• Don't try to impress your reader with your vocabulary.
  • Don't rely exclusively on your computer to check your spelling.
  • Don't provide a collection of generic statements and platitudes.
  • Don't give mealy-mouthed, weak excuses for your GPA or test scores.
  • Don't make things up.

May 05, 2009

Sales letters writing mistakes

Sales letters are an effective marketing tool, and the ability to write sales letters effectively can have a dramatic influence on the degree of response and the ultimate profit. However, there are several general mistakes and dangers sales letter writers often make. In this article we will focus on the legal dangers; remembering these simple rules will help you avoid problems with the law. So here are the …

Frequent sales letters mistakes


Providing false information about the product (or service) price, performance, or quality are examples of fraud. False testimonies from people misrepresented as specialists in the field is also considered fraud. To be more precise, any statement in a sales letter is considered fraud if the recipient can prove that:

  • it was made regarding a fact, rather than an opinion
  • he or she was demanded by it
  • he or she relied on it and was justified in doing so
  • the statement was made with the attempt to deceive

Thousands of fraudulent sales letters hurtle around the United States every year. They range from self-improvement and get-rich-quick to charity appeals and business opportunities. Do not join trash, and only write true facts in your sales letters.


Remember that in many states, sales letters are considered legal contracts. In these states, any promise made in a sales letter must be fulfilled regardless of whether the recipient responded or not. Therefore, avoid making any promises or even implications about promises when writing sales letters.


Avoid using someone’s private data in sales letters, including photos, names, and any personal background data might be considered invasion of privacy. Putting someone's photo in sales letters is a mistake, unless the person is a model or permitted placing the picture. You can't use anything you want in a sales letter; putting a photo or mentioning someone’s background (e.g. confinement, drunk driving, drug use) might also be considered invasion of privacy. Thus, be neutral; write or use information about others with care and vigilance to avoid lawsuit.

To sum up, know the laws of your area, and avoid these frequent dangers and mistakes in writing sales letters. Any of these mistakes could result in a problem with the law. Always be ethical when writing your sales letters. Ethics, care, candor, and quality product or idea are those things that would make your sales letter effective!

May 03, 2009

Writing about memories: effective techniques

Writing vividly about memories includes all the skills of careful observing, but it adds additional techniques that are described below. Not all writing about memories uses all five techniques, but often one or two of them will transform a lifeless or boring account into an effective narrative.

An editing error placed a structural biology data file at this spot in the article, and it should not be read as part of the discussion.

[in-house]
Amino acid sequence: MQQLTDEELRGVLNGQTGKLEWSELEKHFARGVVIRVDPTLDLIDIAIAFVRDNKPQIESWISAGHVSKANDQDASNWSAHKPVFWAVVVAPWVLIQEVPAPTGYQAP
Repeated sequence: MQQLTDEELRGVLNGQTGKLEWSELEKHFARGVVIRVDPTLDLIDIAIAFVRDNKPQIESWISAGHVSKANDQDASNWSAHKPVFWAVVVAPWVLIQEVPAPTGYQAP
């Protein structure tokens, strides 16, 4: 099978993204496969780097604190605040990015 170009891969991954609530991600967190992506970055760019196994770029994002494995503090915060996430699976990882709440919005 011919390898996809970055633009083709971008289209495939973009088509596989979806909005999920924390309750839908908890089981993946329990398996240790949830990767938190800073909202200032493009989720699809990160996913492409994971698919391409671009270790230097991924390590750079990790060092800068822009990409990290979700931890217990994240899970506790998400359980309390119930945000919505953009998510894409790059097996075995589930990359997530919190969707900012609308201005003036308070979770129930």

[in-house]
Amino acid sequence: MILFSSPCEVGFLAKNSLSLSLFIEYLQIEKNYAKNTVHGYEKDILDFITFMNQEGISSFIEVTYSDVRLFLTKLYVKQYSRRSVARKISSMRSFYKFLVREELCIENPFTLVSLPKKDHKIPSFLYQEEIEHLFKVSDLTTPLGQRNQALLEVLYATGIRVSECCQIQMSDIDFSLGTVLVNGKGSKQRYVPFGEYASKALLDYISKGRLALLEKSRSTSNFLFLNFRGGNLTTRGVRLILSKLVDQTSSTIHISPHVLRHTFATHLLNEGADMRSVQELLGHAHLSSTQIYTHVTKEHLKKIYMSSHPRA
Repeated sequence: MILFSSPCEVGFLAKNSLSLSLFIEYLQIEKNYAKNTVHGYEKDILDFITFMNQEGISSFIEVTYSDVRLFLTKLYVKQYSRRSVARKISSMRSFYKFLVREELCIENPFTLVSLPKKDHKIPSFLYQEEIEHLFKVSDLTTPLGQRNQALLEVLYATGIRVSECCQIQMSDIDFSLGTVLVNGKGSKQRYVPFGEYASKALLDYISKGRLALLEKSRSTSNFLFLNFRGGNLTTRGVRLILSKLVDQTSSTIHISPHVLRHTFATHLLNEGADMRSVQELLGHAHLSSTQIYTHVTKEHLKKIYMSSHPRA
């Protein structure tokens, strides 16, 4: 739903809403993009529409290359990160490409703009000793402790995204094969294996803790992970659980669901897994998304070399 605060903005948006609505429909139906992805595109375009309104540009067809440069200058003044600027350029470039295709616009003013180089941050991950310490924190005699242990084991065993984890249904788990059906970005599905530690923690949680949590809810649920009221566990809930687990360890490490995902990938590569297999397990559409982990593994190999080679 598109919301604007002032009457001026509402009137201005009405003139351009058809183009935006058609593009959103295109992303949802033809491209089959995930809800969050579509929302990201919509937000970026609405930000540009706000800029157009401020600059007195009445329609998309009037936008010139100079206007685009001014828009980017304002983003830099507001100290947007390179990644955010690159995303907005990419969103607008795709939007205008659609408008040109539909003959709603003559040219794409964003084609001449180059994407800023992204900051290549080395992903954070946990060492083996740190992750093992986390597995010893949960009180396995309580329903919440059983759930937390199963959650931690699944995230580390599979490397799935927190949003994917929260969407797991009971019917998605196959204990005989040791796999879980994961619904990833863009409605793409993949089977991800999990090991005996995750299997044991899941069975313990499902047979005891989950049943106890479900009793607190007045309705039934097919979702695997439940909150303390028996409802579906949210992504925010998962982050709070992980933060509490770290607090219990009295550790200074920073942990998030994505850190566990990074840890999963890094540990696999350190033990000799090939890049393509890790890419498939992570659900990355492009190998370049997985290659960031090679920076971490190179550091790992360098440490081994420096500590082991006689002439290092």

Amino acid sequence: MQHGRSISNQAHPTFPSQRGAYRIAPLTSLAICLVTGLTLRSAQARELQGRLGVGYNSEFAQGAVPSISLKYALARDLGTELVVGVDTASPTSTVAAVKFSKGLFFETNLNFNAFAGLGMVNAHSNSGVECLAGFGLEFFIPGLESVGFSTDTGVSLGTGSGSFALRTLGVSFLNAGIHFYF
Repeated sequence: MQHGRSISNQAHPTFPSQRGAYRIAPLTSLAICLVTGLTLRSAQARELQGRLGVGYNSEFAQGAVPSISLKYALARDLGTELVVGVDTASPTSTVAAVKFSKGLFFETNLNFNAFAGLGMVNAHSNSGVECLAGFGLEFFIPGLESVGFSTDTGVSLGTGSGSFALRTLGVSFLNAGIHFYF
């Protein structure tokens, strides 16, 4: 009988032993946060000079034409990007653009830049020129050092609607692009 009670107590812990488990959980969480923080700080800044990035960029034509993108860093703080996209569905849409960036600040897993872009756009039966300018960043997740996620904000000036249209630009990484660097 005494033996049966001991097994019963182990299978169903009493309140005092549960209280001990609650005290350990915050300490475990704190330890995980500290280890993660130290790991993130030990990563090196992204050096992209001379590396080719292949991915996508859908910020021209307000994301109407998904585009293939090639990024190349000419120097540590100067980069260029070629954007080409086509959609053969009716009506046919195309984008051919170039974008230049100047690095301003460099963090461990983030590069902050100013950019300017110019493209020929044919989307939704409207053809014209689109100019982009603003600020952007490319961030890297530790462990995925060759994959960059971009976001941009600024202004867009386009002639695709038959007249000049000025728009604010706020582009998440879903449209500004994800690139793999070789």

1. Using detailed observation of people, places, and events. Writing vividly about memories requires many of the skills of careful observation. Give actual dialogue where appropriate.
  2. Creating specific scenes set in time and space. Show your reader the actual events, don't just tell about events. Narrate specific incidents as they actually happened. Avoid monotonously summarizing events or presenting just the conclusions (for instance, "those experiences really changed my life").
  3. Noting changes, contrasts, or conflicts. Changes in people or places, contrasts between two different memories or between memories of expectations and the reality, or conflicts between people or ideas will often lead to the meaning or importance of a remembered person, place, or event.
  4. Making connections between past events, people, or places and the present. The main idea of a narrative often grows out of the changes and conflicts or arises from the connections you make between past and present.
  5. Discovering and focusing on a main idea. A remembering essay is not a random narrative of the writer's favorite memories. A narrative should have a clear main point, focus on a main idea, or make a discovery. The essay should clearly show why the memories are important.

Using details, creating scenes, noting conflicts, making connections between past and present, and focusing on a main idea are all important techniques, but you should also keep several other points in mind. Normally, you should write in the first person, using "I" or "we" throughout the narrative. Usually, you will write in past tense, but sometimes you may wish to lend immediacy to the events by retelling them in the present tense, as though they are happening now. Finally, you may stick with a straightforward chronological order, or you may begin near the end and use a flashback to tell the beginning of the story.

The key to effective remembering, though, is to get beyond generalities and conclusions about your experiences ("I had a lot of fun — those days really changed my life") to specific incidents set in time and place which show how and why those days changed your life. The specific incidents should show your main point or dominant idea.